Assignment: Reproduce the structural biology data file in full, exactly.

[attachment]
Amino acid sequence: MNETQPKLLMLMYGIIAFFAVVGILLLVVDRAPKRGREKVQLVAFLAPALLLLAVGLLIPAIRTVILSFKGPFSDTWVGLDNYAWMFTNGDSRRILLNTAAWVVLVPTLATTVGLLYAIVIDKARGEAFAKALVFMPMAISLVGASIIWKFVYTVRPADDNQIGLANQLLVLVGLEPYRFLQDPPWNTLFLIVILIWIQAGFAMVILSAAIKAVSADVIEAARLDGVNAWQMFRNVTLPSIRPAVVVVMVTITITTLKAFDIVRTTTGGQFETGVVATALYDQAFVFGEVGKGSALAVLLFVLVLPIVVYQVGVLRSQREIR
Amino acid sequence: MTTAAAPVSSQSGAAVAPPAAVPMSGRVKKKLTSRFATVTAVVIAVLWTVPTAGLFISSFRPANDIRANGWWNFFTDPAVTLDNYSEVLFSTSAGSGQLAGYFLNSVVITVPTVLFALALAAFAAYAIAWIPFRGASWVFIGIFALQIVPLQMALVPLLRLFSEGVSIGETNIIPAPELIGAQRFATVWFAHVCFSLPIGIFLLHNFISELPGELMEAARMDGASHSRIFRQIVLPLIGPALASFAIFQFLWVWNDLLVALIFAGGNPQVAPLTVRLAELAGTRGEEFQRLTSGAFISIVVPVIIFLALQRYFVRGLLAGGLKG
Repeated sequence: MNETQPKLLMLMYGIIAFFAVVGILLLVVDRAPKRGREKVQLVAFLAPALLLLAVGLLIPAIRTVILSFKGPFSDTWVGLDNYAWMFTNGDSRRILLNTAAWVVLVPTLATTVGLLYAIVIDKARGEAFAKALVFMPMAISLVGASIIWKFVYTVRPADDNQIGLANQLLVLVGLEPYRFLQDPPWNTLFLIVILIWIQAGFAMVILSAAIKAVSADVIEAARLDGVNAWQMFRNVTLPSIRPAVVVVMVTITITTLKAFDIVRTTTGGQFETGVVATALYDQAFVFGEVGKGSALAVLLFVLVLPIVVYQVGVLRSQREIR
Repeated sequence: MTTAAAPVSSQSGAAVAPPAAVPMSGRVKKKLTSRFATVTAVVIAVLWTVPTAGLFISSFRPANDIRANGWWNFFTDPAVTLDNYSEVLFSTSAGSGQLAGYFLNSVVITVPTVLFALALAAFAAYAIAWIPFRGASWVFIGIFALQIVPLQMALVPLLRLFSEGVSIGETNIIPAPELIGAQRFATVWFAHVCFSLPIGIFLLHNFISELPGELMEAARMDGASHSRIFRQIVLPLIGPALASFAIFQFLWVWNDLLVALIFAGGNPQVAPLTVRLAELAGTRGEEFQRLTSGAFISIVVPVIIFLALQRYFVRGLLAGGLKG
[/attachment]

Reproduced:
Amino acid sequence: MNETQPKLLMLMYGIIAFFAVVGILLLVVDRAPKRGREKVQLVAFLAPALLLLAVGLLIPAIRTVILSFKGPFSDTWVGLDNYAWMFTNGDSRRILLNTAAWVVLVPTLATTVGLLYAIVIDKARGEAFAKALVFMPMAISLVGASIIWKFVYTVRPADDNQIGLANQLLVLVGLEPYRFLQDPPWNTLFLIVILIWIQAGFAMVILSAAIKAVSADVIEAARLDGVNAWQMFRNVTLPSIRPAVVVVMVTITITTLKAFDIVRTTTGGQFETGVVATALYDQAFVFGEVGKGSALAVLLFVLVLPIVVYQVGVLRSQREIR
Amino acid sequence: MTTAAAPVSSQSGAAVAPPAAVPMSGRVKKKLTSRFATVTAVVIAVLWTVPTAGLFISSFRPANDIRANGWWNFFTDPAVTLDNYSEVLFSTSAGSGQLAGYFLNSVVITVPTVLFALALAAFAAYAIAWIPFRGASWVFIGIFALQIVPLQMALVPLLRLFSEGVSIGETNIIPAPELIGAQRFATVWFAHVCFSLPIGIFLLHNFISELPGELMEAARMDGASHSRIFRQIVLPLIGPALASFAIFQFLWVWNDLLVALIFAGGNPQVAPLTVRLAELAGTRGEEFQRLTSGAFISIVVPVIIFLALQRYFVRGLLAGGLKG
Repeated sequence: MNETQPKLLMLMYGIIAFFAVVGILLLVVDRAPKRGREKVQLVAFLAPALLLLAVGLLIPAIRTVILSFKGPFSDTWVGLDNYAWMFTNGDSRRILLNTAAWVVLVPTLATTVGLLYAIVIDKARGEAFAKALVFMPMAISLVGASIIWKFVYTVRPADDNQIGLANQLLVLVGLEPYRFLQDPPWNTLFLIVILIWIQAGFAMVILSAAIKAVSADVIEAARLDGVNAWQMFRNVTLPSIRPAVVVVMVTITITTLKAFDIVRTTTGGQFETGVVATALYDQAFVFGEVGKGSALAVLLFVLVLPIVVYQVGVLRSQREIR
Repeated sequence: MTTAAAPVSSQSGAAVAPPAAVPMSGRVKKKLTSRFATVTAVVIAVLWTVPTAGLFISSFRPANDIRANGWWNFFTDPAVTLDNYSEVLFSTSAGSGQLAGYFLNSVVITVPTVLFALALAAFAAYAIAWIPFRGASWVFIGIFALQIVPLQMALVPLLRLFSEGVSIGETNIIPAPELIGAQRFATVWFAHVCFSLPIGIFLLHNFISELPGELMEAARMDGASHSRIFRQIVLPLIGPALASFAIFQFLWVWNDLLVALIFAGGNPQVAPLTVRLAELAGTRGEEFQRLTSGAFISIVVPVIIFLALQRYFVRGLLAGGLKG